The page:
02 January 2012
Paul Lumsdon remembers the early days of the Lledo company as we celebrate 30 years of the toy manufacturer. ...
I consider myself uniquely lucky. Over a 20-year career in the ‘toy’ industry, I have worked for not one, but two of the biggest and, in my opinion, best names in diecast collecting. The first of these, between 1991 and 1998, was Lledo. The second, between 1998 and 2011, was Corgi. Both have given me some of the best experiences and memories of my working life and so when the Managing Editor of Diecast Collector, Denise Burrows, asked if I could possibly help to commemorate the 30th anniversary of Lledo by researching and writing its history, I jumped at the opportunity!
Working for Lledo was a wonderful experience with a truly family-like atmosphere. Like all families there were occasional squabbles and disagreements, but as with most we all pulled together for the common good and I’m sure it was this ‘togetherness’ that drove the success of the business. Jack Odell was the head of the family – he was granddad. Bert Russell (MD) was father and Ray Penn (Operations) and Phil Gray (Finance) were the kindly uncles. When Bert retired, Phil moved on and Jack was rather cast-out as a figurehead ‘life chairman’. It signalled the beginning of the end for Lledo as we had known and loved it, and that is when I joined Corgi – but that is another story entirely!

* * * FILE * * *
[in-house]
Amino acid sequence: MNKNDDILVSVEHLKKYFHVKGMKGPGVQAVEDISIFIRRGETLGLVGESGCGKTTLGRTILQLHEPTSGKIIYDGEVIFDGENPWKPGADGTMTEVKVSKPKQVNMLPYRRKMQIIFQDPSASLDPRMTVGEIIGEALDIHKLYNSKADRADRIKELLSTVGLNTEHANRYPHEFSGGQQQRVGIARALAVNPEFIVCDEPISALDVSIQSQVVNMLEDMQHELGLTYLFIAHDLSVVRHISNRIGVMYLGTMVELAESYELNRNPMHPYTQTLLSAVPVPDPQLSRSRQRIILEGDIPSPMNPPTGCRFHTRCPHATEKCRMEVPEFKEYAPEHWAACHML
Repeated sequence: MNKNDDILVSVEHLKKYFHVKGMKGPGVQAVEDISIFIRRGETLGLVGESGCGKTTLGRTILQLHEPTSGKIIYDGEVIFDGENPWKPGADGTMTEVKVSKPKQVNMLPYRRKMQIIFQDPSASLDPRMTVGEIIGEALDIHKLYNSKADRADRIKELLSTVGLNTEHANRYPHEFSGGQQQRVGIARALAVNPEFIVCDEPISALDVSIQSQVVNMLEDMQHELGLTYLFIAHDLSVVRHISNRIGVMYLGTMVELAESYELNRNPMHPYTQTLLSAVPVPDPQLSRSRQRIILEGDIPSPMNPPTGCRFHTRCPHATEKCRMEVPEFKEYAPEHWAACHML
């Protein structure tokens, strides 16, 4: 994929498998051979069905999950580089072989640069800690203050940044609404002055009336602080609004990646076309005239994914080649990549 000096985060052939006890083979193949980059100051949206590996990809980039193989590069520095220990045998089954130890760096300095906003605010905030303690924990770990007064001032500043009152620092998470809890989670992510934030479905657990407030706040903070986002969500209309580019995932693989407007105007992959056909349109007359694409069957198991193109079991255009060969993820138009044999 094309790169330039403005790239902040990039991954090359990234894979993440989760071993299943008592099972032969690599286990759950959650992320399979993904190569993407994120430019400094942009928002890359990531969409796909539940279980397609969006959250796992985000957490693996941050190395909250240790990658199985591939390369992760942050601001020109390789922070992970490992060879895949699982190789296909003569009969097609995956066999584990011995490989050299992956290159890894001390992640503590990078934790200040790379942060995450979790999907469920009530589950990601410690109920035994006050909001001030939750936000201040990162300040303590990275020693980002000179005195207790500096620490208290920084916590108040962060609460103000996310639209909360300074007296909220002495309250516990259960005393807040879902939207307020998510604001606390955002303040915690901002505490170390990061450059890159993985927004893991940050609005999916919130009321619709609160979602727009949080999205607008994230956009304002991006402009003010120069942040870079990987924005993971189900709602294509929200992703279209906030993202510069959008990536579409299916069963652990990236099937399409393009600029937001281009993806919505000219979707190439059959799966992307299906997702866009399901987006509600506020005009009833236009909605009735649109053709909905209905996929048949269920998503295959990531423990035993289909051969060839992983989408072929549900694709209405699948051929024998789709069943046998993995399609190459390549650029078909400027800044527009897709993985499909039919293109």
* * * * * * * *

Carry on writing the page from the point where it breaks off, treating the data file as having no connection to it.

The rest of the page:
Lledo (London) Limited was founded during the summer of 1982 by Jack Odell and Bert Russell following the collapse of the Lesney Empire, which Jack had helped to create way back in 1947. To fully understand the history of Lledo it is necessary to know a little about the Lesney story too.
Two years after the end of WWII, in 1947, John Odell (known as Jack by everyone) became the third partner in the business set up by Lesley Smith and Rodney Smith (who were not related). Business was difficult in the early years and Rodney departed in 1951, thinking there was little potential. As Lesley was a sales and marketing man, it was left to Jack’s skill as an engineer to design and produce the first prototypes of what became the world famous Matchbox miniatures. These appeared in 1953 (Queen Elizabeth II’s coronation year) and the success of these models was staggering; in particular a small commemorative Coronation Coach that sold over one million pieces in its own right...
PICTURED TOP RIGHT Jack Odell
PICTURED ABOVE Bert Rusell